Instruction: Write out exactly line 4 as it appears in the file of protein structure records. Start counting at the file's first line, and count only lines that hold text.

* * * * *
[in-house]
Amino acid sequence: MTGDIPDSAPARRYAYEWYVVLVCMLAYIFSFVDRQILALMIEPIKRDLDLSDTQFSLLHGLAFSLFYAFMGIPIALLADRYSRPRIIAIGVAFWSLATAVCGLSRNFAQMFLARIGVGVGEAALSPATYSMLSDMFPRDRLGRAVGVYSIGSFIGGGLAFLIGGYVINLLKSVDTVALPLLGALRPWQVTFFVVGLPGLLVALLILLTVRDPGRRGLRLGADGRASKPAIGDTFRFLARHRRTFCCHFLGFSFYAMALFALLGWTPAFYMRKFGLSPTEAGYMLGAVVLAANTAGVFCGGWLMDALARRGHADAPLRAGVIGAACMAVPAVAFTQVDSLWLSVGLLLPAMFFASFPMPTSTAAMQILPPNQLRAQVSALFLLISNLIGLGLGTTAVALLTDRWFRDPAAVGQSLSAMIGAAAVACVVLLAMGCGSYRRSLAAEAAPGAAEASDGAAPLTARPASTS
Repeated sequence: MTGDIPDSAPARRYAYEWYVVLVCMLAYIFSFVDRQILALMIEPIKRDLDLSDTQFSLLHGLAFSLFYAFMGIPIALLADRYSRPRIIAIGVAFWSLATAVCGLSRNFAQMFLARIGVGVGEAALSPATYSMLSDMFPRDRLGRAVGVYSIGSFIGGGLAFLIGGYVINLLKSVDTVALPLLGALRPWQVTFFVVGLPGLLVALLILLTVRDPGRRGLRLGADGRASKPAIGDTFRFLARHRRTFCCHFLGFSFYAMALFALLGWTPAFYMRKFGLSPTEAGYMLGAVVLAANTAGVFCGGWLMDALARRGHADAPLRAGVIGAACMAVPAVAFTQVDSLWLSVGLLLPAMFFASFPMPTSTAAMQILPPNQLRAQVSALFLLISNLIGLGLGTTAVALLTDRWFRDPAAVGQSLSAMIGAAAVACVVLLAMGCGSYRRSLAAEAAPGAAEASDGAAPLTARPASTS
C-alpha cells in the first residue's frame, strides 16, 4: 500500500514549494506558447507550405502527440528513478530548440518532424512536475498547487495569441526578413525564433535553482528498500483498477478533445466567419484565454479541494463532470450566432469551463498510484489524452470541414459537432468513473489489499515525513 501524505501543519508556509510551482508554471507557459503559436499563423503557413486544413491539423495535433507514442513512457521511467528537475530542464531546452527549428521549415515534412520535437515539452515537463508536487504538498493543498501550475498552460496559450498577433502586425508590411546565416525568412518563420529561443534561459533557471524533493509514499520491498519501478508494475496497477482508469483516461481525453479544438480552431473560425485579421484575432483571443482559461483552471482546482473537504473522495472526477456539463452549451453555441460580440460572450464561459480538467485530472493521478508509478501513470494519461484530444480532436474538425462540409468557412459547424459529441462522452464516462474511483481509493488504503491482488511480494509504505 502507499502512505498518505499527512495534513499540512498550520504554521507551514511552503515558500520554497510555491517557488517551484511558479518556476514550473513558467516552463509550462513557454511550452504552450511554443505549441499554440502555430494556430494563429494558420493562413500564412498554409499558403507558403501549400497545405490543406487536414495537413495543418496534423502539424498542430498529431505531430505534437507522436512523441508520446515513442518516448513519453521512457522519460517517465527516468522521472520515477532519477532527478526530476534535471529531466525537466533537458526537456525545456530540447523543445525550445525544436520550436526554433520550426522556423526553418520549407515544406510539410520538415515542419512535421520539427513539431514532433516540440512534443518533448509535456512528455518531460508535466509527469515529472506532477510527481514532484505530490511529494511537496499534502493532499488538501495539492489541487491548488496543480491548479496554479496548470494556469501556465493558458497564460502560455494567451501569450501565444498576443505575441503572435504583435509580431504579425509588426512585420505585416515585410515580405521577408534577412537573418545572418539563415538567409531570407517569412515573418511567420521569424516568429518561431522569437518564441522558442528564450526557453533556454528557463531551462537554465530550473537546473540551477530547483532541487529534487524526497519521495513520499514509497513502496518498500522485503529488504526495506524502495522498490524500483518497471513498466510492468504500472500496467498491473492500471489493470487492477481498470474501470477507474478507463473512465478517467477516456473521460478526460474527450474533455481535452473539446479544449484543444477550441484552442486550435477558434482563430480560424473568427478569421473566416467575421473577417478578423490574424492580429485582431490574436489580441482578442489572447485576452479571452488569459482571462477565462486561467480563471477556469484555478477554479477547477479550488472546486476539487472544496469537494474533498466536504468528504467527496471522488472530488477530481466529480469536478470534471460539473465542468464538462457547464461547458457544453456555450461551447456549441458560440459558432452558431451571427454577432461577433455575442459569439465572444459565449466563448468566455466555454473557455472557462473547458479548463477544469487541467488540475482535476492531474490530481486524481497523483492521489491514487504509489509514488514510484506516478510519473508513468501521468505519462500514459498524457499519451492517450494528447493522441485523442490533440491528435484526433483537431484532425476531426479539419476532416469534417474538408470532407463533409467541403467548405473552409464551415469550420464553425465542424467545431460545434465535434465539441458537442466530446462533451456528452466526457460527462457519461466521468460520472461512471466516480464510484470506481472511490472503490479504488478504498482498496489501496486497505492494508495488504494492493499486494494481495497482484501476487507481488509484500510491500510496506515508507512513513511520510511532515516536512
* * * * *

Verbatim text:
C-alpha cells in the first residue's frame, strides 16, 4: 500500500514549494506558447507550405502527440528513478530548440518532424512536475498547487495569441526578413525564433535553482528498500483498477478533445466567419484565454479541494463532470450566432469551463498510484489524452470541414459537432468513473489489499515525513 501524505501543519508556509510551482508554471507557459503559436499563423503557413486544413491539423495535433507514442513512457521511467528537475530542464531546452527549428521549415515534412520535437515539452515537463508536487504538498493543498501550475498552460496559450498577433502586425508590411546565416525568412518563420529561443534561459533557471524533493509514499520491498519501478508494475496497477482508469483516461481525453479544438480552431473560425485579421484575432483571443482559461483552471482546482473537504473522495472526477456539463452549451453555441460580440460572450464561459480538467485530472493521478508509478501513470494519461484530444480532436474538425462540409468557412459547424459529441462522452464516462474511483481509493488504503491482488511480494509504505 502507499502512505498518505499527512495534513499540512498550520504554521507551514511552503515558500520554497510555491517557488517551484511558479518556476514550473513558467516552463509550462513557454511550452504552450511554443505549441499554440502555430494556430494563429494558420493562413500564412498554409499558403507558403501549400497545405490543406487536414495537413495543418496534423502539424498542430498529431505531430505534437507522436512523441508520446515513442518516448513519453521512457522519460517517465527516468522521472520515477532519477532527478526530476534535471529531466525537466533537458526537456525545456530540447523543445525550445525544436520550436526554433520550426522556423526553418520549407515544406510539410520538415515542419512535421520539427513539431514532433516540440512534443518533448509535456512528455518531460508535466509527469515529472506532477510527481514532484505530490511529494511537496499534502493532499488538501495539492489541487491548488496543480491548479496554479496548470494556469501556465493558458497564460502560455494567451501569450501565444498576443505575441503572435504583435509580431504579425509588426512585420505585416515585410515580405521577408534577412537573418545572418539563415538567409531570407517569412515573418511567420521569424516568429518561431522569437518564441522558442528564450526557453533556454528557463531551462537554465530550473537546473540551477530547483532541487529534487524526497519521495513520499514509497513502496518498500522485503529488504526495506524502495522498490524500483518497471513498466510492468504500472500496467498491473492500471489493470487492477481498470474501470477507474478507463473512465478517467477516456473521460478526460474527450474533455481535452473539446479544449484543444477550441484552442486550435477558434482563430480560424473568427478569421473566416467575421473577417478578423490574424492580429485582431490574436489580441482578442489572447485576452479571452488569459482571462477565462486561467480563471477556469484555478477554479477547477479550488472546486476539487472544496469537494474533498466536504468528504467527496471522488472530488477530481466529480469536478470534471460539473465542468464538462457547464461547458457544453456555450461551447456549441458560440459558432452558431451571427454577432461577433455575442459569439465572444459565449466563448468566455466555454473557455472557462473547458479548463477544469487541467488540475482535476492531474490530481486524481497523483492521489491514487504509489509514488514510484506516478510519473508513468501521468505519462500514459498524457499519451492517450494528447493522441485523442490533440491528435484526433483537431484532425476531426479539419476532416469534417474538408470532407463533409467541403467548405473552409464551415469550420464553425465542424467545431460545434465535434465539441458537442466530446462533451456528452466526457460527462457519461466521468460520472461512471466516480464510484470506481472511490472503490479504488478504498482498496489501496486497505492494508495488504494492493499486494494481495497482484501476487507481488509484500510491500510496506515508507512513513511520510511532515516536512